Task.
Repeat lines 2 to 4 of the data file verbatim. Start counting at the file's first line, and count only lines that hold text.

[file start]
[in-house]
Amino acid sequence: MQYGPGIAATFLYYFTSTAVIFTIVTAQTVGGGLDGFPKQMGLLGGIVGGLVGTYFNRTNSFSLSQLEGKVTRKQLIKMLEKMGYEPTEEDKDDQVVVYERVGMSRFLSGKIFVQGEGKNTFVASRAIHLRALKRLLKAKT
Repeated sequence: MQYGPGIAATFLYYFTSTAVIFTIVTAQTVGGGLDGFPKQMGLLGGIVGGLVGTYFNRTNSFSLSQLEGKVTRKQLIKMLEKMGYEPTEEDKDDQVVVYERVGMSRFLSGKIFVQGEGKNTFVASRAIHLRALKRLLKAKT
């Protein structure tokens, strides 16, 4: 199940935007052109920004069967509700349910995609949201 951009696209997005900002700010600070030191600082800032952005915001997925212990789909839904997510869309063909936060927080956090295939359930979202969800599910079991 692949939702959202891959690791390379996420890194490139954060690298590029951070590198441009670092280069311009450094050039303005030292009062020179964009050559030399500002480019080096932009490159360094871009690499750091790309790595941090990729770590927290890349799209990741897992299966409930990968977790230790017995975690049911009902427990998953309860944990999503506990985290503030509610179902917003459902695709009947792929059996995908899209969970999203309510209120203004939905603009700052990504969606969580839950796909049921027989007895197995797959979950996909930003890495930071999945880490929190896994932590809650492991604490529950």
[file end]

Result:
Amino acid sequence: MQYGPGIAATFLYYFTSTAVIFTIVTAQTVGGGLDGFPKQMGLLGGIVGGLVGTYFNRTNSFSLSQLEGKVTRKQLIKMLEKMGYEPTEEDKDDQVVVYERVGMSRFLSGKIFVQGEGKNTFVASRAIHLRALKRLLKAKT
Repeated sequence: MQYGPGIAATFLYYFTSTAVIFTIVTAQTVGGGLDGFPKQMGLLGGIVGGLVGTYFNRTNSFSLSQLEGKVTRKQLIKMLEKMGYEPTEEDKDDQVVVYERVGMSRFLSGKIFVQGEGKNTFVASRAIHLRALKRLLKAKT
């Protein structure tokens, strides 16, 4: 199940935007052109920004069967509700349910995609949201 951009696209997005900002700010600070030191600082800032952005915001997925212990789909839904997510869309063909936060927080956090295939359930979202969800599910079991 692949939702959202891959690791390379996420890194490139954060690298590029951070590198441009670092280069311009450094050039303005030292009062020179964009050559030399500002480019080096932009490159360094871009690499750091790309790595941090990729770590927290890349799209990741897992299966409930990968977790230790017995975690049911009902427990998953309860944990999503506990985290503030509610179902917003459902695709009947792929059996995908899209969970999203309510209120203004939905603009700052990504969606969580839950796909049921027989007895197995797959979950996909930003890495930071999945880490929190896994932590809650492991604490529950």